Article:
Alzheimer's Care, Blog

If I’m suspicious, should I have my loved one evaluated for Alzheimer’s risk? By whom?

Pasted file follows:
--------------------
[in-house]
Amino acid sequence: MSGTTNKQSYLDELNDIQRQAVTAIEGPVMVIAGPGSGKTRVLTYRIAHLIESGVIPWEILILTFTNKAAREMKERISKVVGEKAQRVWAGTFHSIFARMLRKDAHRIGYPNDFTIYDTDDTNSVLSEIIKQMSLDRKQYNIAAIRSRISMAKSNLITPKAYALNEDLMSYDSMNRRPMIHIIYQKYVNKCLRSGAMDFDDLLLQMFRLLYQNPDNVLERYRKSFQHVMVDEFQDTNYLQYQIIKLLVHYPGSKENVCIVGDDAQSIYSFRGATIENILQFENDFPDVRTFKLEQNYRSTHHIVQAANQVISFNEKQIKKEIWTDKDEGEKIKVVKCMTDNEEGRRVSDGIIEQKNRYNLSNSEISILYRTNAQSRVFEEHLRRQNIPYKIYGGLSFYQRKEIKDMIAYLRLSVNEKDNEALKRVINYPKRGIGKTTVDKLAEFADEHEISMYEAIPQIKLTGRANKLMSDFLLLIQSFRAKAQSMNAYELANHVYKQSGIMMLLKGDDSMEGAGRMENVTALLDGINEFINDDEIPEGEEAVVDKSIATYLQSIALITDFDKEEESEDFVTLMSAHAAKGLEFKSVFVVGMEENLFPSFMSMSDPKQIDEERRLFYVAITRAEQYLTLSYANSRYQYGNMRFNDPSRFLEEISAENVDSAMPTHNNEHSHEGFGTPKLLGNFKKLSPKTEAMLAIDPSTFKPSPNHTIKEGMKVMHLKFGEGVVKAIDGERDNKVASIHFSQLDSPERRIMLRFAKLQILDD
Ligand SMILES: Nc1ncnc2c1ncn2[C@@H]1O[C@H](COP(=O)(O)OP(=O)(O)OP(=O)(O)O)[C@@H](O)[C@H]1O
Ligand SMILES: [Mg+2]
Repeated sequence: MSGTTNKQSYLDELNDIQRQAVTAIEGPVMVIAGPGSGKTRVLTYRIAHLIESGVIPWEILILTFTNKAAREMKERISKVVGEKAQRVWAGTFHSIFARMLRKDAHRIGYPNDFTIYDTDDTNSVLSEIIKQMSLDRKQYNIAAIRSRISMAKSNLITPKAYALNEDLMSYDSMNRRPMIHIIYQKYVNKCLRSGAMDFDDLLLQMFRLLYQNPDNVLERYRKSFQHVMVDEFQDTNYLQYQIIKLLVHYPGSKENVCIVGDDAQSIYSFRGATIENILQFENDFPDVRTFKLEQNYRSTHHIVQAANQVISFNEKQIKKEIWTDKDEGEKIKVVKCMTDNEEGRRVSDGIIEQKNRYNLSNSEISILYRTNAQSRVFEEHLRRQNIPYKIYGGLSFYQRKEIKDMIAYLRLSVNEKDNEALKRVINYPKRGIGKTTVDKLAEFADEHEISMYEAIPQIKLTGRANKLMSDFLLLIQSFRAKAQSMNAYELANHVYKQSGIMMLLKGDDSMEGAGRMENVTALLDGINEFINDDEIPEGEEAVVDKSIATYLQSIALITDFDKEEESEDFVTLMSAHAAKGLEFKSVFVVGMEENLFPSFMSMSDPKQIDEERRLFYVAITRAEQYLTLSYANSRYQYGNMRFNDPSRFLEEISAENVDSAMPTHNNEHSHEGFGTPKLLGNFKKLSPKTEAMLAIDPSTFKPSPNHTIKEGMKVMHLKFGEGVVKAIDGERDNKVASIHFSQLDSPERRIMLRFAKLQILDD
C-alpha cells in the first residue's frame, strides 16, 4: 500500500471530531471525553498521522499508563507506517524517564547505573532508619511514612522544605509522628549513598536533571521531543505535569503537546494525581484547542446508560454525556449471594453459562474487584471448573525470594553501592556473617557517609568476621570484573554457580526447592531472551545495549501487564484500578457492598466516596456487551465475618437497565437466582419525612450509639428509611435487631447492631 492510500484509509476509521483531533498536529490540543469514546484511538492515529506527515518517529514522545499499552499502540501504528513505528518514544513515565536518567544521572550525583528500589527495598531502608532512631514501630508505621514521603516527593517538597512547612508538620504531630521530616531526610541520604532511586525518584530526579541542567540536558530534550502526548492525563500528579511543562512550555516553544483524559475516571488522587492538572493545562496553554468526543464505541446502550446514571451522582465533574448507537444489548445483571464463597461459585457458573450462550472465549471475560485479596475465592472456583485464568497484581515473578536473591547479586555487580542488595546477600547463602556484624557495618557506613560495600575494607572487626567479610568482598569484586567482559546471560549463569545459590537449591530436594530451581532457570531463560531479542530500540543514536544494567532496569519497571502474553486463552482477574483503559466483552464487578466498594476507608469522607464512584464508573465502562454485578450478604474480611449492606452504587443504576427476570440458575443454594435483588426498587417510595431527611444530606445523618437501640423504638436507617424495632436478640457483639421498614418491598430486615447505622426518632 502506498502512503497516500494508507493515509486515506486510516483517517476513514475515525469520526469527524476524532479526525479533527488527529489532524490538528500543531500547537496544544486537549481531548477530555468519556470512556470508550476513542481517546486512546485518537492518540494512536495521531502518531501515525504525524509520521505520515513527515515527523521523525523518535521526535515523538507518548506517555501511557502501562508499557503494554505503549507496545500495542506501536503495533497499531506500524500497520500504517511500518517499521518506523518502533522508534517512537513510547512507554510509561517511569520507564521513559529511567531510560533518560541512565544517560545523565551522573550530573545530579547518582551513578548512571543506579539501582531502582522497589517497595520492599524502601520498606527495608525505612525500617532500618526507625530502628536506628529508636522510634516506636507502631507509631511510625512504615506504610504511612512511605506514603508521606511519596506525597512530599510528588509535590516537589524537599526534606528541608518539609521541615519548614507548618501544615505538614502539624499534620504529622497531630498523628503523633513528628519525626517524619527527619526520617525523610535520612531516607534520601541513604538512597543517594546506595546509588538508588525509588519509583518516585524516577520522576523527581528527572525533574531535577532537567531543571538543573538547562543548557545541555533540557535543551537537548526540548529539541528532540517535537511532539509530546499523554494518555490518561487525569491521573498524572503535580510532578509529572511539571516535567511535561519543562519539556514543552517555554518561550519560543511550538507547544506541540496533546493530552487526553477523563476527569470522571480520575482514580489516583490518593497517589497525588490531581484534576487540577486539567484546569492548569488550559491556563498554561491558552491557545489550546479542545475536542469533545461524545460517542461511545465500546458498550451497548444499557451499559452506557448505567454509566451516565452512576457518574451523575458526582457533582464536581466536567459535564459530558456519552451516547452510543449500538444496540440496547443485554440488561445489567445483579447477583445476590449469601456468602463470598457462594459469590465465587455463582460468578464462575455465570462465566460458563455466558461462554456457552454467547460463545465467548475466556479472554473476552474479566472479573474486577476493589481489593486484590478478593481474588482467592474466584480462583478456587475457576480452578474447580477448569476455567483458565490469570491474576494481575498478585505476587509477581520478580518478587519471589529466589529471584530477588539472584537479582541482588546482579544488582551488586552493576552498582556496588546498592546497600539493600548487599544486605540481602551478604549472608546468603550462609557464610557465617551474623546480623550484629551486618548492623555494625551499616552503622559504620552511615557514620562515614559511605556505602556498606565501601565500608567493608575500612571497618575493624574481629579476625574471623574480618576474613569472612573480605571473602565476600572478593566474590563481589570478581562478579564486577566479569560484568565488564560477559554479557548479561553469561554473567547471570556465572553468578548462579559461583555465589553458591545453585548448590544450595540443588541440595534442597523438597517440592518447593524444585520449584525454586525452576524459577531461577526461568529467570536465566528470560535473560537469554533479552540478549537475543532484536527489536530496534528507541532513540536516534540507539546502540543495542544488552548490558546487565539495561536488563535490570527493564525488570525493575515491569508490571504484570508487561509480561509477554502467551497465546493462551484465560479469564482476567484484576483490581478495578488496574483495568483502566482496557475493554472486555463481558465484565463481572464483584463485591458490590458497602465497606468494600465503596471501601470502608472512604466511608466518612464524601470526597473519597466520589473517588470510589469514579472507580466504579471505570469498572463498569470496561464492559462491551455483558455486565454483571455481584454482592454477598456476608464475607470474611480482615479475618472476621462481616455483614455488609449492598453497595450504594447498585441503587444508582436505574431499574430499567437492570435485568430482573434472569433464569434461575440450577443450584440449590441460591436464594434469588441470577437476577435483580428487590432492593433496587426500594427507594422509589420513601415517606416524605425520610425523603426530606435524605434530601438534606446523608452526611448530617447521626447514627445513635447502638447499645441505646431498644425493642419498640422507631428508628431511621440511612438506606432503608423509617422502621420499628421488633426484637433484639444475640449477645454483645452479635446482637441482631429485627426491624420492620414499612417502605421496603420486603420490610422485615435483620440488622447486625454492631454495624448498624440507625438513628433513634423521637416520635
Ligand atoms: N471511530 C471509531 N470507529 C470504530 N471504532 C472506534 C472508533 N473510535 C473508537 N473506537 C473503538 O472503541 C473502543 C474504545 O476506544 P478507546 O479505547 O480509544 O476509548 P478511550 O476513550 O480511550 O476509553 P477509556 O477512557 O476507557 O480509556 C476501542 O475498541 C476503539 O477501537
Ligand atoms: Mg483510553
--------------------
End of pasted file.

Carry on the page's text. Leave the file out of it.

The quick answer: yes. A doctor must be consulted for a full evaluation as soon as you notice the first symptoms of dementia —more than just mild forgetfulness or confusion. This type of professional check-up will help determine why the symptoms are present. Are they due to depression? Poor nutrition? Drug use or alcohol abuse? Organ dysfunction?  If your loved one has never been evaluated for dementia before, your best bet is to consult a neurologist or geriatrician. For those who have been diagnosed with Alzheimer’s, a geriatric psychiatrist should be contacted for signs of anxiety, depression, agitation or any other behavioral issues. You must be comfortable with any physician you use, especially since you’ll likely get into very personal lines of questioning. Remember: Everyone is different, so a doctor who might be appropriate for a friend might not work for you. That is OK and you should keep looking if you’re not satisfied. Doctor referral services can provide a list of appropriate physicians. It is often comforting to know you are using a doctor whom others have used and liked. Caregivers also might receive information and referrals at support group meetings so look into those, too. The reason it’s so important to get an early diagnosis of dementia is it can make treatment easier and more effective for all involved. Most importantly, it can lead to appropriate medication that might help slow the progression of the disease. An initial, thorough check-up should include a physical examination, medical history, neurological tests, laboratory tests, brain imaging and function tests. An individual diagnosed with dementia will see a geriatrician, neurologist or psychiatrist for any issues directly related to the dementia. But a patient should inform his or her primary care physician of the diagnosis, and continue with the doctor for general check-ups. Experts agree the best proactive strategy to achieve successful caregiving at home is to have a healthy caregiver. Alzheimer’s truly is a family illness. A doctor needs to be aware of the caregiver’s stress level and be willing to offer support, suggestions and encouragement. The best doctors in this field will be concerned about the health and well-being of the caregiver.